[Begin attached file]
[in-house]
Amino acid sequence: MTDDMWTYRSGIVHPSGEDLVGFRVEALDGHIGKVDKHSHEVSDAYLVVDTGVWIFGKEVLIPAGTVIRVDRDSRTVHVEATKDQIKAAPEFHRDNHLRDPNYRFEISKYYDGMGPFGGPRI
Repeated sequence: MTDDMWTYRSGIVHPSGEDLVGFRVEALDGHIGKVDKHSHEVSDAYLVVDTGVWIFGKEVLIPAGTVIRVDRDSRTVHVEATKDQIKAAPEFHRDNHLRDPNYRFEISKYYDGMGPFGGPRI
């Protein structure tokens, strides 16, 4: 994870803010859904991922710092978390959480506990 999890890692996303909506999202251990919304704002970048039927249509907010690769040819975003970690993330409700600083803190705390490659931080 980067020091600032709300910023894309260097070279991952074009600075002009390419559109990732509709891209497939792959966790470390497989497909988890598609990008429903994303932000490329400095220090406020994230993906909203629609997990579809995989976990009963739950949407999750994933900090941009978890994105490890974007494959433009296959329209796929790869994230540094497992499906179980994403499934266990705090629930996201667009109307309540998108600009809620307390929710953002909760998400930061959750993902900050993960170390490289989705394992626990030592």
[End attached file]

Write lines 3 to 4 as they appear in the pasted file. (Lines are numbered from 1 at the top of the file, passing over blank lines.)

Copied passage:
Repeated sequence: MTDDMWTYRSGIVHPSGEDLVGFRVEALDGHIGKVDKHSHEVSDAYLVVDTGVWIFGKEVLIPAGTVIRVDRDSRTVHVEATKDQIKAAPEFHRDNHLRDPNYRFEISKYYDGMGPFGGPRI
């Protein structure tokens, strides 16, 4: 994870803010859904991922710092978390959480506990 999890890692996303909506999202251990919304704002970048039927249509907010690769040819975003970690993330409700600083803190705390490659931080 980067020091600032709300910023894309260097070279991952074009600075002009390419559109990732509709891209497939792959966790470390497989497909988890598609990008429903994303932000490329400095220090406020994230993906909203629609997990579809995989976990009963739950949407999750994933900090941009978890994105490890974007494959433009296959329209796929790869994230540094497992499906179980994403499934266990705090629930996201667009109307309540998108600009809620307390929710953002909760998400930061959750993902900050993960170390490289989705394992626990030592």